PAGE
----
Someone will remember someone who was loved. Remove all the ideological and political makeup and two things will remain: Love and Grief.
In certain places, most likely in the public sphere, there will be celebrations. And there will be mourning. In both sites there will be self-righteousness. Some will say, ‘we have every reason to celebrate’ and they will not be wrong. Some will say ‘we have every reason to grieve,’ and they will not be wrong either.
Throw both parties in one room and several things will fly out of the window: Grief and joy, the commonality of loss, motherhood and mother’s milk memory, the first flush of love and the sweetest of memories.
Reason will be slaughtered by emotion. A wall of suspicion and animosity will immediately manifest itself, lines will be drawn and a cacophony of argument will drown out sobriety.
This was where we were when all this began and this is where we are now.
Those who mourn will say ‘we have the right to mourn our dead’ and those who mourn others or celebrate a victory over terrorism will have lots of things to say about ‘our dead,’ what they stood for and what they did.
There’s nothing as uncivilized as begrudging a mother or father the right to mourn a son or daughter or vice versa, the right of anyone in fact to mourn a loved one, regardless of the politics practised or the ideology and outcome that the mourned stood for, fought for, killed for and died for. This needs to be recognized.
As for the politics, it will always ride on such sentiments, play it up, and twist it if possible into anger and agitation. Beneath it all, one thing needs to be recognized: The angst over a nation that could not deliver a sense of belonging, a nation that was desired, and a nation that did not and may not ever rise over the inevitable rubble of armed struggle.
This too is being mourned. And this brings us to two things. First, the refusal by acts of omission or commission by successive governments to subject to a thorough audit the historical claims of the ‘aggrieved,’ and secondly and as or more important, the dilemma of a citizenry that does not feel ‘belonged’. Instead we have a situation where antagonisms are allowed to sharpen and a hardening of political positions to the intractable which inevitably throws common ground out of the equation. Antipathies and anxieties are allowed to grow and feed off one another.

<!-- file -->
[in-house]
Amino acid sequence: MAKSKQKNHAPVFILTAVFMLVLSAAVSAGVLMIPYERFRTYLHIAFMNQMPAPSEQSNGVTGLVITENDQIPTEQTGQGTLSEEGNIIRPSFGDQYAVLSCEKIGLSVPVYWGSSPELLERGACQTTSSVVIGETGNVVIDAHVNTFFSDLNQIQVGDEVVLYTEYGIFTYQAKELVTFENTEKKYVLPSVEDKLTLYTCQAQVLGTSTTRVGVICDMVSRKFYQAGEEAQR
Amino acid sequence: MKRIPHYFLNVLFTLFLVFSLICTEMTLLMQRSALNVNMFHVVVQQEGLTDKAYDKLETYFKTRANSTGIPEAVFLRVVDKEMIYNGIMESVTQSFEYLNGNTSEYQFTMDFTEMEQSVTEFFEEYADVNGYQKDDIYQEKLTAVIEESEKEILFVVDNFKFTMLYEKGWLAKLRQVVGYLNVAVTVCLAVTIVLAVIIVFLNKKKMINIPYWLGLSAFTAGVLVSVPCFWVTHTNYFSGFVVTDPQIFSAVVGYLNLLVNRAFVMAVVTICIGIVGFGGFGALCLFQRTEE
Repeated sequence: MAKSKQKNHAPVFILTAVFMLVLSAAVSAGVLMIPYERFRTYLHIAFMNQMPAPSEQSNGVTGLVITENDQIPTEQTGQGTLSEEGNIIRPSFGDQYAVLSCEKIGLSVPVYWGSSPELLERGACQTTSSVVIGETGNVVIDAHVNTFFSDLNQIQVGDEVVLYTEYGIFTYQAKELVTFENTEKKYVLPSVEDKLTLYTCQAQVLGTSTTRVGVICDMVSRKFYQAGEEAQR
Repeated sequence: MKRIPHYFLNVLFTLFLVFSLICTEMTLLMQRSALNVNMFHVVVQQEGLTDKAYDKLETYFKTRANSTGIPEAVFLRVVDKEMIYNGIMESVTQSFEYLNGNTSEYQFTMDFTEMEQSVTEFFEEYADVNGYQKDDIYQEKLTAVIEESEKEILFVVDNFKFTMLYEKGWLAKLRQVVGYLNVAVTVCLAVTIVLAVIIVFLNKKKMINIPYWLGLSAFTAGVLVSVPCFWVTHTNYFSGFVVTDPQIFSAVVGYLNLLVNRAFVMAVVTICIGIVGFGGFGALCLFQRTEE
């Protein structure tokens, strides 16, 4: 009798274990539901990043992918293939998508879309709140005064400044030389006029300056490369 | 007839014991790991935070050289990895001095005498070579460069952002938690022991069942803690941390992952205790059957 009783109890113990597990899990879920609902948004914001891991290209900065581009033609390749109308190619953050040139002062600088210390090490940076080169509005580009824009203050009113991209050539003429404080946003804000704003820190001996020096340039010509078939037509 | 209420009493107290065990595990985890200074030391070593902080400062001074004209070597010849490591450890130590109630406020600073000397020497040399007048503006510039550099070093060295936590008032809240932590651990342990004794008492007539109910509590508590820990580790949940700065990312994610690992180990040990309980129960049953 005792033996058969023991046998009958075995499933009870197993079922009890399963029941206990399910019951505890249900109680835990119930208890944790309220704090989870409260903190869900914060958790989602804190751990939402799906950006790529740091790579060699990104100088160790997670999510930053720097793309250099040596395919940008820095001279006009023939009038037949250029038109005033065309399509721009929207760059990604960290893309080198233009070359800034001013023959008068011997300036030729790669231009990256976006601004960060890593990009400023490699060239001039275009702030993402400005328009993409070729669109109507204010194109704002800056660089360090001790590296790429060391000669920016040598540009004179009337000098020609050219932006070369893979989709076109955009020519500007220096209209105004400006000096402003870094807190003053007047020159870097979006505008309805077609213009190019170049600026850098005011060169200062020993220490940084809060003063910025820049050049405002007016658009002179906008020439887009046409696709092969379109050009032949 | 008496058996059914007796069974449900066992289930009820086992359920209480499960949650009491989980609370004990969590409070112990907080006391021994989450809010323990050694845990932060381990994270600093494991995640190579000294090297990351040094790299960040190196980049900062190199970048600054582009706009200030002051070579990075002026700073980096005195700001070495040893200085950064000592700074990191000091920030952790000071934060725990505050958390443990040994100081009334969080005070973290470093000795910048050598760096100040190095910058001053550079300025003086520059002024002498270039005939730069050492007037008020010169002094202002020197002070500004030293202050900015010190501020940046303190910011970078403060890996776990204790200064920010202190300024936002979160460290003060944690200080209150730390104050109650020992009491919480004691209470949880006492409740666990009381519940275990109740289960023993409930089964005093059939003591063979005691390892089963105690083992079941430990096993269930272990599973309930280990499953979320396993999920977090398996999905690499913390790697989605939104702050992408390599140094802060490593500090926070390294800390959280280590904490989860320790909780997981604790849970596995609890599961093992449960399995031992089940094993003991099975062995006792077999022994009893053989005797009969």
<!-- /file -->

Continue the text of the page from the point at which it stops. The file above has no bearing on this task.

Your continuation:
Reconciliation is turned into a hollow word. The wounds of fratricide take long to heal, so long that the ‘who’ of their making ceases to be relevant except in the selective allusions that prop extremism. On this day, which allows some to celebrate and some to grieve, we need to recognize that the very variance of sentiments the day inspires telling us of a nation that is some distance away from healing.
We can, however, agree on one thing. People died. We can agree also that had it not ended on May 18, 2009, many more people would have died. There are things called small mercies, then. Nevertheless, as we are relieved by such things, we can also lament that tens of thousands of our fellow citizens perished over 30 long years.
We can argue over who killed whom and why, we can cry foul or talk of what was deserved, but we cannot deny that whoever died was someone’s son or daughter, a prince or a princess to some mother or father, and perhaps a hero or heroine to some child outside of whatever the particular person’s politics was.
It is not ours to prescribe sentiment. Let people celebrate if they must or grieve if sorrow is what is associated with the eighteenth day of the month of May.
We propose, however, that it cannot hurt if, in the name of human commonality if not anything else, to walk into the hearts and minds of those people on the other side of a wall called Suspicion and Animosity. It will not deliver reconciliation, but it might spark hope.